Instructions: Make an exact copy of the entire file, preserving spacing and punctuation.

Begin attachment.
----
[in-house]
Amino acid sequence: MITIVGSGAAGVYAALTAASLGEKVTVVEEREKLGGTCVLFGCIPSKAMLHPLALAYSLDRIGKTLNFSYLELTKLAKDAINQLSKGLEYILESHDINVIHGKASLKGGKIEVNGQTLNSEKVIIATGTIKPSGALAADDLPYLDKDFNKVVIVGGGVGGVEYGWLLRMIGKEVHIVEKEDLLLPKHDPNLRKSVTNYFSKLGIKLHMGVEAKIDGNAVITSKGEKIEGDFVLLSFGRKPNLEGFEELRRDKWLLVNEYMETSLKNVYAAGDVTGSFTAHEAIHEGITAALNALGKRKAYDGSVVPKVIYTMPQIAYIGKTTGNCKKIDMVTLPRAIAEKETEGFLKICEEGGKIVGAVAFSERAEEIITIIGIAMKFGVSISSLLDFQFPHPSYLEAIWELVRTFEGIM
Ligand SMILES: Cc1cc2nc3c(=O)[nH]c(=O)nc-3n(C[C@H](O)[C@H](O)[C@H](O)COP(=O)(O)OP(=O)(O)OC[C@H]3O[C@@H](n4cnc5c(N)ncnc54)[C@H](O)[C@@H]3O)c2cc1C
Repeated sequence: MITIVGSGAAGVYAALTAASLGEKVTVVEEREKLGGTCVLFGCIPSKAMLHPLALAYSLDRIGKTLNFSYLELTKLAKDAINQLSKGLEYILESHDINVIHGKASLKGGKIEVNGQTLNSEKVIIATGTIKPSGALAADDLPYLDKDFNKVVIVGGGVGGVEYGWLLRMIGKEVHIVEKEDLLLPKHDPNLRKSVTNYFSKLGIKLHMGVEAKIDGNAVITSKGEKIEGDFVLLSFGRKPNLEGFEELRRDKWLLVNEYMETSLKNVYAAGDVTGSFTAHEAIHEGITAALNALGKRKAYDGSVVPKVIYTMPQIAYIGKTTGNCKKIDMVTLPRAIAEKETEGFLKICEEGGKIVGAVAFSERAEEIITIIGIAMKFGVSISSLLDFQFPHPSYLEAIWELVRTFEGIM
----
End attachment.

[in-house]
Amino acid sequence: MITIVGSGAAGVYAALTAASLGEKVTVVEEREKLGGTCVLFGCIPSKAMLHPLALAYSLDRIGKTLNFSYLELTKLAKDAINQLSKGLEYILESHDINVIHGKASLKGGKIEVNGQTLNSEKVIIATGTIKPSGALAADDLPYLDKDFNKVVIVGGGVGGVEYGWLLRMIGKEVHIVEKEDLLLPKHDPNLRKSVTNYFSKLGIKLHMGVEAKIDGNAVITSKGEKIEGDFVLLSFGRKPNLEGFEELRRDKWLLVNEYMETSLKNVYAAGDVTGSFTAHEAIHEGITAALNALGKRKAYDGSVVPKVIYTMPQIAYIGKTTGNCKKIDMVTLPRAIAEKETEGFLKICEEGGKIVGAVAFSERAEEIITIIGIAMKFGVSISSLLDFQFPHPSYLEAIWELVRTFEGIM
Ligand SMILES: Cc1cc2nc3c(=O)[nH]c(=O)nc-3n(C[C@H](O)[C@H](O)[C@H](O)COP(=O)(O)OP(=O)(O)OC[C@H]3O[C@@H](n4cnc5c(N)ncnc54)[C@H](O)[C@@H]3O)c2cc1C
Repeated sequence: MITIVGSGAAGVYAALTAASLGEKVTVVEEREKLGGTCVLFGCIPSKAMLHPLALAYSLDRIGKTLNFSYLELTKLAKDAINQLSKGLEYILESHDINVIHGKASLKGGKIEVNGQTLNSEKVIIATGTIKPSGALAADDLPYLDKDFNKVVIVGGGVGGVEYGWLLRMIGKEVHIVEKEDLLLPKHDPNLRKSVTNYFSKLGIKLHMGVEAKIDGNAVITSKGEKIEGDFVLLSFGRKPNLEGFEELRRDKWLLVNEYMETSLKNVYAAGDVTGSFTAHEAIHEGITAALNALGKRKAYDGSVVPKVIYTMPQIAYIGKTTGNCKKIDMVTLPRAIAEKETEGFLKICEEGGKIVGAVAFSERAEEIITIIGIAMKFGVSISSLLDFQFPHPSYLEAIWELVRTFEGIM